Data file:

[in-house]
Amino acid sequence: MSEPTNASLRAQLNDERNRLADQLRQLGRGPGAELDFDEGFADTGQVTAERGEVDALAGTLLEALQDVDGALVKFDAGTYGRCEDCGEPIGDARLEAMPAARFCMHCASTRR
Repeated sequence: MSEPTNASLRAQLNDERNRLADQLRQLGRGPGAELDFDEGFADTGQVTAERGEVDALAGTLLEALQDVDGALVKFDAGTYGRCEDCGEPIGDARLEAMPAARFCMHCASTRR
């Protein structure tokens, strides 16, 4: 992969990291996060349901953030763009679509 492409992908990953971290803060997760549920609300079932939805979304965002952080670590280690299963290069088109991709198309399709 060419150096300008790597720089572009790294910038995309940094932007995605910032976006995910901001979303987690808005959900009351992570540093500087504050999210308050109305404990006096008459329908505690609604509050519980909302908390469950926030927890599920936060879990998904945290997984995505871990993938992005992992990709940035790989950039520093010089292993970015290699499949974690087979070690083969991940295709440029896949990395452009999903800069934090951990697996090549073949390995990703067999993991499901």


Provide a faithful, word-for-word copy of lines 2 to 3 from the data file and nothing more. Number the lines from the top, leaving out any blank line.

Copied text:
Amino acid sequence: MSEPTNASLRAQLNDERNRLADQLRQLGRGPGAELDFDEGFADTGQVTAERGEVDALAGTLLEALQDVDGALVKFDAGTYGRCEDCGEPIGDARLEAMPAARFCMHCASTRR
Repeated sequence: MSEPTNASLRAQLNDERNRLADQLRQLGRGPGAELDFDEGFADTGQVTAERGEVDALAGTLLEALQDVDGALVKFDAGTYGRCEDCGEPIGDARLEAMPAARFCMHCASTRR